Virtualization Predictions Forrester Forgot

Virtualization is to the end of the first decade in 2000, what the Apple Macintosh did for computers in the 1980's. If you ever wondered if you would see an upheaval in how we view computing, look around because we are right in the middle of it. Virtualization has irreversibly changed our industry for the better already.

Based on a survey Forrester predicates that two thirds of IT organizations will be using virtualization by 2009. Another interesting stat from Network World's coverage of the Forrester study;

IT departments already using virtualization have virtualized 24% of servers, and that number is expected to grow to 45% by 2009.

Based on my experience, I think the Forrester 2009 prediction is too low. If nearly half the servers of organizations in the survey will be virtualized, I've got to believe that at least three quarters of SME and enterprise companies will be utilizing virtualization by 2009. But let's not stop there. Here some other changes and implications virtualization has for our industry.

Every software vendor must have a virtualization strategy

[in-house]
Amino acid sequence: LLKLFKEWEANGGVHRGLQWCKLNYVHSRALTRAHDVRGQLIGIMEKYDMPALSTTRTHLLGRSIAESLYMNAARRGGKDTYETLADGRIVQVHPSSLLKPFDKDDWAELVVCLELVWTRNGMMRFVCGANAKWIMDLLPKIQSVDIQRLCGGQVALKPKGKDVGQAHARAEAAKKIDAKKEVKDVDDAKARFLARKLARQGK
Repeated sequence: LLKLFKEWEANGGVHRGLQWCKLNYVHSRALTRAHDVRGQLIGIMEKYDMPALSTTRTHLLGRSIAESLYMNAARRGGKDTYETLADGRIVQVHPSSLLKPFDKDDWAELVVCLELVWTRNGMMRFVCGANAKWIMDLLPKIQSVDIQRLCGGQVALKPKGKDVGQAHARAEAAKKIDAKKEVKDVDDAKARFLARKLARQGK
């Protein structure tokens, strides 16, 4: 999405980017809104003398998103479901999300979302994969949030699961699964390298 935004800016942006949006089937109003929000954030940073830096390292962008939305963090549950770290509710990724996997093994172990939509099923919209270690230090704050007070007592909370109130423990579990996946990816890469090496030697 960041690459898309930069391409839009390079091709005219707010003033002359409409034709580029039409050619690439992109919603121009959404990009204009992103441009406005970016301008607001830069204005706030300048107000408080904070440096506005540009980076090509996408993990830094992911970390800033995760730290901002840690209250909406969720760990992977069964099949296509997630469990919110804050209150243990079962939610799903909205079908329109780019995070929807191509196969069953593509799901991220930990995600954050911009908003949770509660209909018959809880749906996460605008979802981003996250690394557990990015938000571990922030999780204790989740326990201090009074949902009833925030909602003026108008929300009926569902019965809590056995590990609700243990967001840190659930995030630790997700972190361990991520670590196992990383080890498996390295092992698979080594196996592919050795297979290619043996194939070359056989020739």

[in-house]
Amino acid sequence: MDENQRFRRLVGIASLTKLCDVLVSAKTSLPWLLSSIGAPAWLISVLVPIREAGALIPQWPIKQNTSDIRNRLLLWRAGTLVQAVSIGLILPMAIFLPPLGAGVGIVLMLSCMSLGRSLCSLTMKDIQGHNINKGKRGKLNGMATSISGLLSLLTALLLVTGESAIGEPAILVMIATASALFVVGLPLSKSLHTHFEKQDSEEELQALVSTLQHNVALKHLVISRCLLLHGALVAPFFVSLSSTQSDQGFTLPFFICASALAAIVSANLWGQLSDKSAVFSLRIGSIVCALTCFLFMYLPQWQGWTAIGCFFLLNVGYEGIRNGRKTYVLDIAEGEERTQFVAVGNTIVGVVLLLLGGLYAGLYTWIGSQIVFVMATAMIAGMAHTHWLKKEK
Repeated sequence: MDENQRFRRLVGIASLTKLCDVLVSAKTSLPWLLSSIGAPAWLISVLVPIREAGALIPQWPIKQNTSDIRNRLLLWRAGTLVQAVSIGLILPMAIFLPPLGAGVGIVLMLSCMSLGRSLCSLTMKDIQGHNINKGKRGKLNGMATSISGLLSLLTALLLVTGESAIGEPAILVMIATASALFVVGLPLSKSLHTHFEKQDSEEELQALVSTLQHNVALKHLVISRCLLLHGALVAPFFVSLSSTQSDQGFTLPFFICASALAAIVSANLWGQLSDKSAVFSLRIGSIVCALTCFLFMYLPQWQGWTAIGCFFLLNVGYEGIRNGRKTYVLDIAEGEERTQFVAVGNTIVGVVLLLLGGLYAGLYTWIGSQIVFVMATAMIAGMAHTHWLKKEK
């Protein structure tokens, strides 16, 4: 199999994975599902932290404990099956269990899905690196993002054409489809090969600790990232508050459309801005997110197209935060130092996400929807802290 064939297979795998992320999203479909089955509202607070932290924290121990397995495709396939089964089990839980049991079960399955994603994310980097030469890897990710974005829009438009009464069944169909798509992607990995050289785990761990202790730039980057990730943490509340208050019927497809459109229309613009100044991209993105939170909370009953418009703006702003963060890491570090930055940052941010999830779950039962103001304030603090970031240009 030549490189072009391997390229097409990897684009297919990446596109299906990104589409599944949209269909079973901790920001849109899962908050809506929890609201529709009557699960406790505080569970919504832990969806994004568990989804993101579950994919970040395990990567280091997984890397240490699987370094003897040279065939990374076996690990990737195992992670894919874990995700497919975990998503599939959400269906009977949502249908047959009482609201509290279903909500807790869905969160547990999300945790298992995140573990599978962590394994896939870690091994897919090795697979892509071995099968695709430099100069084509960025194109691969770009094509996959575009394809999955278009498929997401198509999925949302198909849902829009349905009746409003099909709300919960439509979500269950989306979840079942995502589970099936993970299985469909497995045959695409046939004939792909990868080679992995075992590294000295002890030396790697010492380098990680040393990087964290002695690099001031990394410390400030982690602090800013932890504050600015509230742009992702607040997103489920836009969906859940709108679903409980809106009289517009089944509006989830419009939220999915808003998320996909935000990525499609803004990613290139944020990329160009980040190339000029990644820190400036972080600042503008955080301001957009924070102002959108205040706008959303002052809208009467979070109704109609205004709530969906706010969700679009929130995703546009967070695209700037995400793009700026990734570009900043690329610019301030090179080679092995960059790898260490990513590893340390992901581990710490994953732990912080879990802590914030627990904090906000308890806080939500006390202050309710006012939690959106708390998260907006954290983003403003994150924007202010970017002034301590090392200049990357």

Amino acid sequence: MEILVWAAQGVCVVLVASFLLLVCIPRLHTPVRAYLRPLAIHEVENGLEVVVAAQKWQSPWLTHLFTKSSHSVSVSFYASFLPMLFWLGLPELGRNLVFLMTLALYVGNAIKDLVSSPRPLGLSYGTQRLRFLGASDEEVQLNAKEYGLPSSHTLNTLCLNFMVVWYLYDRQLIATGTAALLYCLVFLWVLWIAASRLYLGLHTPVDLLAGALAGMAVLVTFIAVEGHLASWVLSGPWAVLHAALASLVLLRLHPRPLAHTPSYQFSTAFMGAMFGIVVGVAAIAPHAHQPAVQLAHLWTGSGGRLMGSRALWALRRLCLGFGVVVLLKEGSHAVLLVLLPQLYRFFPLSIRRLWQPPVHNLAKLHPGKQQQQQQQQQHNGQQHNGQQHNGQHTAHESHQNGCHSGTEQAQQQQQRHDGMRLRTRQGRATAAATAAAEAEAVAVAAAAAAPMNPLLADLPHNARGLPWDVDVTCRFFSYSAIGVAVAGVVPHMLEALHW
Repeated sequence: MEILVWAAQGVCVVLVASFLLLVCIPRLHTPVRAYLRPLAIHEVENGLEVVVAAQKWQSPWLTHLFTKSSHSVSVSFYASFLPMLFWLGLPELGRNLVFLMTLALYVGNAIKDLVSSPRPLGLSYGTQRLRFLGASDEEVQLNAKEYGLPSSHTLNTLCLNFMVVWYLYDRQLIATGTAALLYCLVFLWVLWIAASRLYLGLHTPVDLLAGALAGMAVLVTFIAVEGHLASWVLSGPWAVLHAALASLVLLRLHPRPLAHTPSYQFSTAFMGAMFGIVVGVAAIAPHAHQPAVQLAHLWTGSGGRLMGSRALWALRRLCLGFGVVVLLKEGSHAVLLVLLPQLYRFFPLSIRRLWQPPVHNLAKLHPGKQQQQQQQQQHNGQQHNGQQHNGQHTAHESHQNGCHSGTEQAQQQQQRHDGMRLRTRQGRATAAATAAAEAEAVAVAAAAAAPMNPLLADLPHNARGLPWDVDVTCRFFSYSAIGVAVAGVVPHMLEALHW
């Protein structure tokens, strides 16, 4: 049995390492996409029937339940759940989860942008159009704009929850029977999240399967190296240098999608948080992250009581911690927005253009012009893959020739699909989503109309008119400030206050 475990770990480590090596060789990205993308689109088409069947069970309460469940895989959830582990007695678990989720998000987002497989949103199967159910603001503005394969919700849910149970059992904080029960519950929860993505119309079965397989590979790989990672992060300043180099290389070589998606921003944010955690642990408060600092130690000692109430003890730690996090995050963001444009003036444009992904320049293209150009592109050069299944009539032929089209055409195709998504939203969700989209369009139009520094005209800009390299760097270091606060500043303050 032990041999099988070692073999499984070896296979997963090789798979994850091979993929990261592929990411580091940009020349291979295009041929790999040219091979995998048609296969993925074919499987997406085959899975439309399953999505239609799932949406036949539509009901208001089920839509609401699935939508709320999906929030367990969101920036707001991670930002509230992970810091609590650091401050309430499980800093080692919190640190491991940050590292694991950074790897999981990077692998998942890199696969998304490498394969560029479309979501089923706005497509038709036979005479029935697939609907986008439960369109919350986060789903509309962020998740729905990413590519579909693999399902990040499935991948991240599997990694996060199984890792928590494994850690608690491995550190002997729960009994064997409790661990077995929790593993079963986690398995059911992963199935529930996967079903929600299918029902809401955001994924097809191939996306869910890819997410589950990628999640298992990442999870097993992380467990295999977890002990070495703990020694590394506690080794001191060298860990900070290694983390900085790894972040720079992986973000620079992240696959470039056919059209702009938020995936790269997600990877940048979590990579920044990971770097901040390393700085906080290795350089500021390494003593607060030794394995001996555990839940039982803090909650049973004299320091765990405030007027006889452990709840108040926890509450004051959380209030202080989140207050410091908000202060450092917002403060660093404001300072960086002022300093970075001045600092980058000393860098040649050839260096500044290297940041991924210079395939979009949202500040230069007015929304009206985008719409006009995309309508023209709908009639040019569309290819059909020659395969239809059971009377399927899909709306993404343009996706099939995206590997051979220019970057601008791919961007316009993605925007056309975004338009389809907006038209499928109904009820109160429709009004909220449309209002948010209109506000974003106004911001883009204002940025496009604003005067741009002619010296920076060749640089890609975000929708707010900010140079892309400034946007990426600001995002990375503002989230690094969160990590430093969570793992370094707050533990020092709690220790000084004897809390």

If you are a software vendor and you don't yet have a virtualization strategy, it's high time to get started. All IT software is candidate to be virtualized and vendors need to have their virtualization act together. At the current rapid adoption rates, now is the time to make a clear plan about your products can best be leveraged in virtualized environments.

Virtual Appliance Downloads Will Be Commonplace

Just as software distribution on CD-ROMs has given way to DVD distributions, virtual appliances will become a commonplace format for downloading and installing software. Why install Microsoft Windows Server 2008 from scratch every time. Think of the convenience of downloading or installing a virtual image directly, rather than waiting for long install times.

Virtualization's Real Test: High Performance, Mission Critical Applications

To be more than a server consolidation technology, virtualization must cross the barrier and run high volume, mission critical production systems. We'll know virtualization has truly arrived in full force when payment processing systems, content streaming, claims processing and other business critical systems are running as virtualized applications.

What virtualization needs: Security and Management

The biggest potential wet blanket of the virtualization party is a lack of management tools and the ability to manage security of virtual instances (both running and nascent). If managing virtualized environments becomes too unwieldy or introduces an unmanageable security mess, virtualization deployments could slow to a grinding halt. Software to solve these problems represents some of the greatest opportunities for third party software makers.

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